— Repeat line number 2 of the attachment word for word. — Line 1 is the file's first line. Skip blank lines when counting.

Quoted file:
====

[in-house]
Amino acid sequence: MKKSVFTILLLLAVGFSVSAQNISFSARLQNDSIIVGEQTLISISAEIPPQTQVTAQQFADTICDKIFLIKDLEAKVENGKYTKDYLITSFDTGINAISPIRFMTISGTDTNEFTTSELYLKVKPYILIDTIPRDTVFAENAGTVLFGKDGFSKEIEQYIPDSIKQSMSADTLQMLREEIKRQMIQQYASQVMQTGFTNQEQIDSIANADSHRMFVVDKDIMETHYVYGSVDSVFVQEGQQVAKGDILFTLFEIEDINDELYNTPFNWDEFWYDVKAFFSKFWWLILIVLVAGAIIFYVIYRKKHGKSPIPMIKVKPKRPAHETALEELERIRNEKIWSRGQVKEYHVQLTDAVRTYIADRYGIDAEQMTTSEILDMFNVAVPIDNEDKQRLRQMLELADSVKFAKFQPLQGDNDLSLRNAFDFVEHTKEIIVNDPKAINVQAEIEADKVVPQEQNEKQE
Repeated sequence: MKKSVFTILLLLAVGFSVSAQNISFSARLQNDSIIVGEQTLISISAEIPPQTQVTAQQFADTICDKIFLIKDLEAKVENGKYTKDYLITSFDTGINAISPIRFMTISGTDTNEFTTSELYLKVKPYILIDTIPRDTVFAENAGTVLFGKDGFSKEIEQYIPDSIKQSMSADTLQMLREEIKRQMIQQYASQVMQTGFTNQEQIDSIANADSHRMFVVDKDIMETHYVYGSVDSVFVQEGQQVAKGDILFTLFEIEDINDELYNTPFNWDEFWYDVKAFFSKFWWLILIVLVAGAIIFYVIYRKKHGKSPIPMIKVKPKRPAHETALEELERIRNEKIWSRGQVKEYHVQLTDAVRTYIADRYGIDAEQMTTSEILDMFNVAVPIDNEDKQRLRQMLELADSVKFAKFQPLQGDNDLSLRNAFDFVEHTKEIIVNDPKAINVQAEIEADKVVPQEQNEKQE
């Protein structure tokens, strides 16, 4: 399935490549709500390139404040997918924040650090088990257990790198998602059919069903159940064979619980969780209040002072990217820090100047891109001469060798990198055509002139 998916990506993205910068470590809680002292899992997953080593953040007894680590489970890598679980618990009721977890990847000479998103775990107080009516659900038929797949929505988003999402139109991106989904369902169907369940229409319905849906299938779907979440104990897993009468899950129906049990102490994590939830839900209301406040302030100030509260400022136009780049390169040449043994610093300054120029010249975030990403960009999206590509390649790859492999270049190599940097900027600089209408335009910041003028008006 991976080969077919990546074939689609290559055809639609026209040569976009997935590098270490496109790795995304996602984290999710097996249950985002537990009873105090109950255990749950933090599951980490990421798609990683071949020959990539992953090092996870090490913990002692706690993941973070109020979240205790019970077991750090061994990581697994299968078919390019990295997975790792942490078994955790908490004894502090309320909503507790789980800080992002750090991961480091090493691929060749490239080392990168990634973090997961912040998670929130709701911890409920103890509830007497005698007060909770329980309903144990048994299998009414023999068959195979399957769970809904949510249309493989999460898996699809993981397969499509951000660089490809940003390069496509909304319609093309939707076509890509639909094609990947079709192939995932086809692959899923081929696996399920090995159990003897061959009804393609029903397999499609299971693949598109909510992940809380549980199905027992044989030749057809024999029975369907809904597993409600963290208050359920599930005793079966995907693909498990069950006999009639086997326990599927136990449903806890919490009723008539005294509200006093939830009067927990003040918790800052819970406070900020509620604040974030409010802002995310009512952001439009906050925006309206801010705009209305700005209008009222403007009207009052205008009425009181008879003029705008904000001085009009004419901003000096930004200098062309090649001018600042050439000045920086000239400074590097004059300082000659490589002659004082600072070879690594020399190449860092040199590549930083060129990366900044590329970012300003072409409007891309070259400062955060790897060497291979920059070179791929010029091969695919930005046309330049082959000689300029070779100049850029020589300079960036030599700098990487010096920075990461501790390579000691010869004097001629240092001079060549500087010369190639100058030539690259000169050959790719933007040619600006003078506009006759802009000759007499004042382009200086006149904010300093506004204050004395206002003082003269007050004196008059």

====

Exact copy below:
Amino acid sequence: MKKSVFTILLLLAVGFSVSAQNISFSARLQNDSIIVGEQTLISISAEIPPQTQVTAQQFADTICDKIFLIKDLEAKVENGKYTKDYLITSFDTGINAISPIRFMTISGTDTNEFTTSELYLKVKPYILIDTIPRDTVFAENAGTVLFGKDGFSKEIEQYIPDSIKQSMSADTLQMLREEIKRQMIQQYASQVMQTGFTNQEQIDSIANADSHRMFVVDKDIMETHYVYGSVDSVFVQEGQQVAKGDILFTLFEIEDINDELYNTPFNWDEFWYDVKAFFSKFWWLILIVLVAGAIIFYVIYRKKHGKSPIPMIKVKPKRPAHETALEELERIRNEKIWSRGQVKEYHVQLTDAVRTYIADRYGIDAEQMTTSEILDMFNVAVPIDNEDKQRLRQMLELADSVKFAKFQPLQGDNDLSLRNAFDFVEHTKEIIVNDPKAINVQAEIEADKVVPQEQNEKQE